SARS-CoV-2 Can Infect Human Brain Organoids
SARS-CoV-2 Can Infect Human Brain Organoids
The results are a proof-of-concept that the novel coronavirus can replicate in neurons, but it’s too soon to say whether this occurs in people with COVID-19.
SARS-CoV-2 Can Infect Human Brain Organoids
SARS-CoV-2 Can Infect Human Brain Organoids

The results are a proof-of-concept that the novel coronavirus can replicate in neurons, but it’s too soon to say whether this occurs in people with COVID-19.

The results are a proof-of-concept that the novel coronavirus can replicate in neurons, but it’s too soon to say whether this occurs in people with COVID-19.

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SARS-CoV-2 Spike Protein Shares Sequence with a Human Protein
SARS-CoV-2 Spike Protein Shares Sequence with a Human Protein
Abby Olena | Jun 1, 2020
Eight amino acids are identical to part of the human epithelial sodium channel, leading researchers to suspect the virus might interfere with the channel’s function.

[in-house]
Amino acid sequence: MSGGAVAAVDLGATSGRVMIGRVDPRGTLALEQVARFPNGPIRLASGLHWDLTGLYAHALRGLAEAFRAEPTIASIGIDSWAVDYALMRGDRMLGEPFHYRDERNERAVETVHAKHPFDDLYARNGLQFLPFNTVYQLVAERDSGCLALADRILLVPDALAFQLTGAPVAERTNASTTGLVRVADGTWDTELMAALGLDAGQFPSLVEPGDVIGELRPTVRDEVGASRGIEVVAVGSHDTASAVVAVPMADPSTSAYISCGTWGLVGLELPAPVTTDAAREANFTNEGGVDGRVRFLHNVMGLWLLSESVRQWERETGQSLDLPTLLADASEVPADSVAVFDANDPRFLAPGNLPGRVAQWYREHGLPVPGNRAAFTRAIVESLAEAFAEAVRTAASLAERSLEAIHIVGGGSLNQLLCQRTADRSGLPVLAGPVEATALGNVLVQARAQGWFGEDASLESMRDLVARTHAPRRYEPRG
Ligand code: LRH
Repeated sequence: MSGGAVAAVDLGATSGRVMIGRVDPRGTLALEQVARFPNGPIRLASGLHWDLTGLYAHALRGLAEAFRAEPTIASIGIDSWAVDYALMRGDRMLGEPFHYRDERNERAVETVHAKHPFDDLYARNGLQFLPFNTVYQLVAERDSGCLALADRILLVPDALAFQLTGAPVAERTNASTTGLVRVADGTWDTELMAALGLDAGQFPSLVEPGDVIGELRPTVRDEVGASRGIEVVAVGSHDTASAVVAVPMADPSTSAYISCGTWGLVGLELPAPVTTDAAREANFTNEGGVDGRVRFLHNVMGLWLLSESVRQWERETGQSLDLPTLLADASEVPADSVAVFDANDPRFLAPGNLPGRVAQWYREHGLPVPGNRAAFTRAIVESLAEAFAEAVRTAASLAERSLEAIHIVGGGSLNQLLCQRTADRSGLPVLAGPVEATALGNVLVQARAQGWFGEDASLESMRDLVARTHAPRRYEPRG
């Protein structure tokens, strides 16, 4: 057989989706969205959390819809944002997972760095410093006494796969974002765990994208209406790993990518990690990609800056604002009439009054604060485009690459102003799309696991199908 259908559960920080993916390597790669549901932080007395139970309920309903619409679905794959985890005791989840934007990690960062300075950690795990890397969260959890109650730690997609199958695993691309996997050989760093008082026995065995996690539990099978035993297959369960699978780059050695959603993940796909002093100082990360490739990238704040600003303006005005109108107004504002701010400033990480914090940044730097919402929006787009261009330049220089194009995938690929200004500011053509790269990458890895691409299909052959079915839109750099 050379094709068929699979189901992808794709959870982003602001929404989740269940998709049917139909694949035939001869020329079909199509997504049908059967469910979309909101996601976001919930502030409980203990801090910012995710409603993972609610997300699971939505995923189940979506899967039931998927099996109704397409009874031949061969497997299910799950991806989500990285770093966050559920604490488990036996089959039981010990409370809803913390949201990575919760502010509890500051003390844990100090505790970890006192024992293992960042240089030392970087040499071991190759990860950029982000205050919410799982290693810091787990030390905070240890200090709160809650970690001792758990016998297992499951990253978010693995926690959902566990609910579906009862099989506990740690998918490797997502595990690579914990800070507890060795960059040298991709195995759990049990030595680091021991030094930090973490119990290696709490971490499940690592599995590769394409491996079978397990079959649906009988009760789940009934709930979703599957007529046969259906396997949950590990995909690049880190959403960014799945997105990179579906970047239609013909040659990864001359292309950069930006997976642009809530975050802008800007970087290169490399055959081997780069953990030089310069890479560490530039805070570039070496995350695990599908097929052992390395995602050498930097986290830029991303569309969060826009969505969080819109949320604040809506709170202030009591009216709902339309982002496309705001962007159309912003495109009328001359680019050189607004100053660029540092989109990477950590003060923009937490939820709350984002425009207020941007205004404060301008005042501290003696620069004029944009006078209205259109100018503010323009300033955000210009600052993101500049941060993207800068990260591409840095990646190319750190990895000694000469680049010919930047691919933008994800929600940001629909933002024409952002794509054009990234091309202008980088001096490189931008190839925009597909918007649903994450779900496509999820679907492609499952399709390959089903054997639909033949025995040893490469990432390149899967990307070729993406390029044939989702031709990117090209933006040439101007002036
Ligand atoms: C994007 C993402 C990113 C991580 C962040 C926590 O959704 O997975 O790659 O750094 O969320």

Receptors for SARS-CoV-2 Present in Wide Variety of Human Cells
Receptors for SARS-CoV-2 Present in Wide Variety of Human Cells
Chris Baraniuk | Apr 29, 2020
Analyses from single-cell sequencing datasets support the idea that COVID-19 is not just a respiratory disease but an illness that can affect multiple organs.
Scientists Scan for Weaknesses in the SARS-CoV-2 Spike Protein
Scientists Scan for Weaknesses in the SARS-CoV-2 Spike Protein
Chris Baraniuk | Apr 9, 2020
The virus’s tool for prying open host cells is coated in a protective armor of sugar—but gaps may offer vulnerability to disruption by antibodies.
Possible Biological Explanations for Kids’ Escape from COVID-19
Possible Biological Explanations for Kids’ Escape from COVID-19
Anthony King | Mar 16, 2020
Infected children may harbor SARS-CoV-2 while showing less-severe symptoms than adults. Their young immune systems, ACE2 receptor levels, and even exposure to other coronaviruses might play a role in their resilience.